A series of events and exhibitions are to take place in Liverpool to celebrate the 50th anniversary of one of the most influential poetry anthologies of all time
To mark this special anniversary, Tonight At Noon (named after the first Adrian Henri poem in the collection) will shine a spotlight on this incredible piece of work which captured the mood of the Sixties and brought poetry down from the shelf to the street.
Forming a key part of Liverpool’s 67-17: 50 Summers of Love celebrations, Tonight At Noon is a festival in itself running from Wednesday 12 April to Saturday 15 July, and the events are:
The Mersey Sound Archives
An exhibition in Hornby Library, Liverpool Central Library – Wednesday 12 April to Saturday 15 July. FREE
A tribute to the publishing phenomenon which saw three Liverpool writers make poetry part of popular culture. They wrote of young love, pop idols, atomic bombs, eccentric bus conductors and sci-fi superheroes in poems that were contemporary, urban and accessible. This exhibition takes place in the stunning surroundings of the Hornby Library and will include displays of original manuscripts, posters, letters, key documents along with audio and visual material which trace the emergence of Adrian, Roger and Brian on the 1960s poetry scene.
Adrian Henri – Painter, Poet, Performer
An exhibition in Dickens and Gladstone Galleries, St George’s Hall – Wednesday 12 April to Saturday 15 July. FREE
Although he came to prominence as a poet in 1967, Adrian Henri was regarded as a ‘total artist’ having trained as a painter and exhibiting widely throughout his career. He also fronted the unlikely poetry-and-rock band Liverpool Scene, leading John Peel to dub him “one of the great non-singers of our time”. In 1969 the band supported Led Zeppelin, played the Isle of Wight Festival and toured America. This exhibition will showcase 1960s artworks, poems and original rock posters offering a glimpse into to Henri’s multi-faceted talents.
Poetry in the City
An anniversary treat at various locations, Thursday 25 May. FREE
To mark the exact day on which The Mersey Sound was first published, expect the city to be taken over by the words of the three poets as their work hits the streets once again. Full details will be revealed nearer the time.
Thurston Moore Concert
Concert Room, St George’s Hall – 8.30pm, Tuesday 30 May. £14 a ticket plus booking fee
Thurston Moore is best known for being the co-founder of legendary alternative rock group Sonic Youth. His use of unusual tunings and distorted sounds have had an impact on experimental and post-punk music the world over, and he has been ranked by Rolling Stone as one of the greatest guitarists of all time. Moore has collaborated with writers, musicians and artists as varied as Yoko Ono, William Burroughs, Merce Cunningham and Sean Lennon. He is also a poet and a fan of The Mersey Sound. Thurston is on a world tour to promote his latest album RocknRoll Consciousness, but he will stop off in Liverpool to perform a specially commissioned musical response to The Mersey Sound. Tickets are available from www.ticketquarter.co.uk/Online/thurston-moore.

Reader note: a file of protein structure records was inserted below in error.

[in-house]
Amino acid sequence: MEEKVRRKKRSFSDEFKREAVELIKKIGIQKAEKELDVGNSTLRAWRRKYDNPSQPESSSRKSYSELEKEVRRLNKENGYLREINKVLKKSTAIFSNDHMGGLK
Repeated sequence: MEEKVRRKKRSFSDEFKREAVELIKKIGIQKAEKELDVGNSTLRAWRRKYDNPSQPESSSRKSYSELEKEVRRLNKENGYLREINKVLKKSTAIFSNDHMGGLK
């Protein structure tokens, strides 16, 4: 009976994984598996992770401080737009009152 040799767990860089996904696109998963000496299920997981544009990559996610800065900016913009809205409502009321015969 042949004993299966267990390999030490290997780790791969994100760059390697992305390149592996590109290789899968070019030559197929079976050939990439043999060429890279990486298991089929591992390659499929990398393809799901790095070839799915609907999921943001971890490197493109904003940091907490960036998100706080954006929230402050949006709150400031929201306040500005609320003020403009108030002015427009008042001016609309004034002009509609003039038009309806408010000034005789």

Poetry reading at Bluecoat – 7.30pm, Friday 16 June. £10 a ticket
The impact of The Mersey Sound has resonated for decades for generations of writers and performers. Five poets have been commissioned to create new pieces of work in response to the writing of Henri, McGough and Patten. Taking part are award winning poets Paul Farley, Deryn Rees-Jones, Eleanor Rees, Lizzie Nunnery and Andrew McMillan. They will be joined onstage by Brian Patten and Roger McGough. Tickets are available from: www.thebluecoat.org.uk/content/tickets
Adrian’s partner, Catherine Marcangeli has curated all the Tonight At Noon events which have been commissioned by Liverpool City Council.
Fantastic week in Liverpool city centre around the Cavern quarter, the heart of the city’s musical heritage and well known across the globe, with hundreds still flocking each day to pay their tributes, now 60 years since it opened.
Celebrations began with a performance last week at the Philharmonic Hall, featuring sixties tribute band The Overtures leading the line-up at ‘The History of the Cavern’ with funds raised going to BBC Children in Need and Radio City’s Cash for Kids.
Thoroughly enjoyed the packed out show which crafted the clubs vibrant music scene through the decades and featuring tribute acts like the Rolling Stones, Yardbirds and Queen much to the delight of the audience.
With a magical history and a music venue that is still attracting prominent names, the Cavern will shortly be releasing a 60th anniversary documentary and book.
2016 saw the club welcome the likes of blues-rock star Joe Bonamassa and Big Country perform on the iconic stage and the recently published 2017 list includes some big names with the likes of soul singer Geno Washington, Simple Minds drummer Mel Gaynor and guitarist Albert Lee.
The unveiling of the Cilla Black statue outside the original Cavern entrance provided a media frenzy with masses vying for a selfie. The Liver Birds may be Liverpool’s most famous sculptures but from their lofty perches, these watchful avians have witnessed countless others spring up across the city over the years. This statue is certainly a diamond in our city attracting a cult following second to none.